Circumcision, which is known as brit mila in the Hebrew language, is the oldest ritual in Judaism tracing back to our father Avraham who was the first circumcised male as we learned in the Torah. The covenant of Brit Mila appeared in the parashah Lekh Lekha, where it was commanded that every male shall circumcise in the flesh of your foreskin, and that shall be the sign of the covenant between Hashem and his people. Abraham was ninety-nine years old when he circumcised the flesh of his foreskin, along with his son Ismael who was thirteen years of age, including a handful of servants who underwent the same ritual.
The condition for circumcision, as instructed by Hashem, to be practiced throughout the generations, is for every male child to be circumcised at the age of eight days. The whole idea was simply to create a physical mark in the flesh of the foreskin as an everlasting pact, distinguishing Jewish males from their non-Jewish neighbors. This had become an identity-check for Jews for thousands of years until in recent times when circumcision became popular for many other people around the World. For instance, during the tragic days of WW2, the Nazi soldiers in search of Jewish residents often forced men to drop their pants, to ascertain if any person that is a Jews.
Speaking about identifying Jewishness in a people- the Igbo tribe occupying the regions east of the River Niger have been known as strong observers of the ritual of circumcision of their male child. Beyond all reasonable doubts, this fact has become the strongest evidence linking the Igbos as one of the lost tribes of Israel. Going back in history, their grandfathers and the ones before them had simply continued the act of circumcision which was practiced by their forefathers’ many generations ago.
However, even though a greater percentage of the Igbos are currently Christians, forced to drop most of their ancestral traditions following the British conquest about a century ago- male children are circumcised on their eight days of age. For the Jews of Nigeria, the brit mila is usually carried out according to the Jewish laws just like their counterparts in the Holy Land and across the World Jewry.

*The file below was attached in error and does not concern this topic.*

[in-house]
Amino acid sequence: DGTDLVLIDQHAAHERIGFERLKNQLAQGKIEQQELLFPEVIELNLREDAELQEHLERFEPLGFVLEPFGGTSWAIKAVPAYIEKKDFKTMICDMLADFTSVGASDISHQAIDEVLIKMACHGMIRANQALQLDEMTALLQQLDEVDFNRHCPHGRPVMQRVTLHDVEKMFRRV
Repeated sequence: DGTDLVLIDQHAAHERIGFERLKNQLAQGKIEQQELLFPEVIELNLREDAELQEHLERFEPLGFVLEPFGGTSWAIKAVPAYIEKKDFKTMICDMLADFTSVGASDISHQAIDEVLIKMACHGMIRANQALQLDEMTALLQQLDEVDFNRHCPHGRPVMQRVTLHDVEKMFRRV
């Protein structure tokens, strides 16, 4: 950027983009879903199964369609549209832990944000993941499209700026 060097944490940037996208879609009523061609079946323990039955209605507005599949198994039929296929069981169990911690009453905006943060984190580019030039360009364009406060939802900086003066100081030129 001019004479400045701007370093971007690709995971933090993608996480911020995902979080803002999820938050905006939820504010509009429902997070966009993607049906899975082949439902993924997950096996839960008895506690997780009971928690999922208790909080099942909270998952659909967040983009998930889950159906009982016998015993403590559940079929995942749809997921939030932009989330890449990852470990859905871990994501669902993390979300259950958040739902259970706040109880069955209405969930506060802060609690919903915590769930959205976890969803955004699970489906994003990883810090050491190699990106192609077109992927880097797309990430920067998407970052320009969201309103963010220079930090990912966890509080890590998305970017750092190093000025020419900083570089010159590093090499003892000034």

Ushering-In The Festival Of Shavuot!
Few days before the feast of Shavuot, a new couple in Adat Yisrael Synagogue Lagos welcomed a baby boy as their first child. So, while we prepared to celebrate the feast of Shavuot amidst the global lock-down, we also looked forward to witnessing the brit mila to make the newborn truly one of us once the mitzvah is fulfilled as commanded by the Holy One, blessed is He. And with most of the synagogues in Lagos under lock-down for several weeks, the best option was to hold the brit mila at home. For now, everybody has come to terms with the new reality on the ground that stretched for quite some time since the beginning part of the year. In the wake of the whole situation, I was at the table with Kish Onyia and family as Jews in Nigeria celebrated Pesach at home because of the COVID-19 pandemic.
As usual, from the second seder night, the countdown to the next Jewish festival began in earnest. This spiritual counting exercise has its origin from the duration of the number of days it took the Israelite to prepare themselves to receive the law about 32 centuries ago at Mount Sinai. Before the end of the buildup to Shavuot, we looked at 8 important things to know about counting the Omer as Jewish Nigeria joins the rest of the World in the countdown to Shavuot.
Most parts of the Omer counting in Lagos was done at home, with exception of Adat Yisrael Synagogue, which was although closed to the public, yet a handful of members residing in the Synagogue guest house continued to gather for prayers and keeping Shabbat. It was an honor to join them to mark the feast of Shavuot, especially after staying away from the synagogue for 9 consecutive Shabbath. To usher in the festival, the women lighted up the festival light, and then we proceeded with the maariv prayers led by chazzan Shlomo ben Nomeh.
D’vrei Torah by Shlomo Nomeh- Corresponding Relationship Between The Laws In The 10 Commandments.